That tool, called the Rapid Opioid Dependence Screen, takes just a few minutes to administer and can give a provider an accurate indication of whether the patient sitting across from them is likely affected by OUD.
If they are, the physician can connect them to therapy.
“It is absolutely critical that ID clinicians screen for opioid and other substance-use disorders in order to cure/treat infectious disease as well as prevent new infections,” Springer said. “Treat opioid use disorder like an infectious disease.”
In fact, Springer and Joshua Barocas, MD, an assistant professor at Boston University School of Medicine, believe infectious disease specialists shouldn’t simply identify OUD, but they should be prepared to treat it themselves.
“Evidence suggests that if we integrate care for OUD into our infectious disease practices, they do better,” Barocas told Contagion®.
“There’s a better continuum of care if you integrate it at the site.”
Treating the patient within the ID setting also lowers medical costs and reduces losses to follow-up.
Barocas, a member of the Infectious Disease Society of America, said ID specialists can treat many cases of OUD without significant additional training.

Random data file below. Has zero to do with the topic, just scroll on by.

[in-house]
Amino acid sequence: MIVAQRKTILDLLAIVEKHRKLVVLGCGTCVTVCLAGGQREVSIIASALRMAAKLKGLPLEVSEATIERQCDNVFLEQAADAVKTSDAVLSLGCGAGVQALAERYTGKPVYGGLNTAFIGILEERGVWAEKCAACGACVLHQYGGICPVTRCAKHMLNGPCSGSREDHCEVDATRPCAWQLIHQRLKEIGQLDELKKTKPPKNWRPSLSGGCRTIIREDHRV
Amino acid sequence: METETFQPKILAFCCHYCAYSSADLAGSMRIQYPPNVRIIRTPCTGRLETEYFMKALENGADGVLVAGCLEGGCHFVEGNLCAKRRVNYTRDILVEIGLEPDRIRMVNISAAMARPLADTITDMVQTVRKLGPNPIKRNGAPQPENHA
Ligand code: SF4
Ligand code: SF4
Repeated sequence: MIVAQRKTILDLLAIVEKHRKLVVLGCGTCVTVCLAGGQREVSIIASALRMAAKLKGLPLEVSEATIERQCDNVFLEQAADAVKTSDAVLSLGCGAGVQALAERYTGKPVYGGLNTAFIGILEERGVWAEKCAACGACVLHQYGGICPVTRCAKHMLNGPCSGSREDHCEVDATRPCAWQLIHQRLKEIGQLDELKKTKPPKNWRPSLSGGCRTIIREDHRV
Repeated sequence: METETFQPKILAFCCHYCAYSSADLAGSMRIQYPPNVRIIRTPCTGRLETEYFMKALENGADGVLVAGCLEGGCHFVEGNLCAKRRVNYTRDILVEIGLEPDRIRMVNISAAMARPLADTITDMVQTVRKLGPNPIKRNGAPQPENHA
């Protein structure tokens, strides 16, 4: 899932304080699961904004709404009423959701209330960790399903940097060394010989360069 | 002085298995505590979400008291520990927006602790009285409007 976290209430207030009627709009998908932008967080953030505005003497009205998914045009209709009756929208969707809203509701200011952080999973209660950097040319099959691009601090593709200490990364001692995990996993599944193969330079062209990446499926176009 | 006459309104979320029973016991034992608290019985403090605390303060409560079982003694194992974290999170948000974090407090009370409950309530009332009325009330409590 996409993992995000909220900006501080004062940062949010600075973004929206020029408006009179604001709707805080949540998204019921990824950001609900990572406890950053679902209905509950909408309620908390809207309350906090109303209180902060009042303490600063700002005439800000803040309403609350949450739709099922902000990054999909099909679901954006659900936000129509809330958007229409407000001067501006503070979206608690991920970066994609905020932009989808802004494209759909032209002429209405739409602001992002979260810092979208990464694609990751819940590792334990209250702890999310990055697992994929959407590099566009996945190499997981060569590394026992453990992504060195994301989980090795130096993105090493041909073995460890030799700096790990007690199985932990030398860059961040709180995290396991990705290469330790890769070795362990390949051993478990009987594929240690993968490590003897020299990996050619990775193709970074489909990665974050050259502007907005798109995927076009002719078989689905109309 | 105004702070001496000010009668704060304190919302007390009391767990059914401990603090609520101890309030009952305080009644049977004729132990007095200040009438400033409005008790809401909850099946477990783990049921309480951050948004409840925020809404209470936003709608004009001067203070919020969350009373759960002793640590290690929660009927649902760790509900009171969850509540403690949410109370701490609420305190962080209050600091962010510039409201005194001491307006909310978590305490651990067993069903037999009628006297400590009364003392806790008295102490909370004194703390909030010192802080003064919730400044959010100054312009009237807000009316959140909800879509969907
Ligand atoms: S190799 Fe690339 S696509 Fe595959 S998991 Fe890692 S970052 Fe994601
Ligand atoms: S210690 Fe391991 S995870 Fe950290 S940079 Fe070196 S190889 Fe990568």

“Anybody can provide naltrexone, which is one of the 3 licensed treatments for OUD,” he said, “and almost anybody can prescribe buprenorphine, with a waiver.”
To receive the waiver, providers must complete an 8-hour course.
Methadone, the third approved OUD therapy, must be administered in a specialized clinic, and thus is not feasible for most infectious disease providers to administer.
If diagnosing and treating OUD is relatively quick and easy, it is not widely done at United States infectious disease clinics. One reason, Barocas said, is that physicians have limited time and tend to treat conditions hierarchically.
“[I]f you have 15 minutes with a patient that has endocarditis and HIV and hepatitis C and substance-use disorder—we all have to prioritize,” he said. “And so the thing that gets kicked down the road is the substance-use disorder, because of a lack of time and pressure on the system.”
Another issue is related to training and administration. In a 2018 paper
proposing action steps to better integrate infectious disease medicine and substance abuse treatment, Springer recommended that hospitals and medical schools boost their training of all providers—physicians, nurses, physician assistants, and nurse practitioners—to ensure they are competent to identify and treat OUD. She also said hospitals and clinics need to establish clear protocols to initiate treatment for people diagnosed with OUD and create plans to ensure those patients are linked to care upon discharge.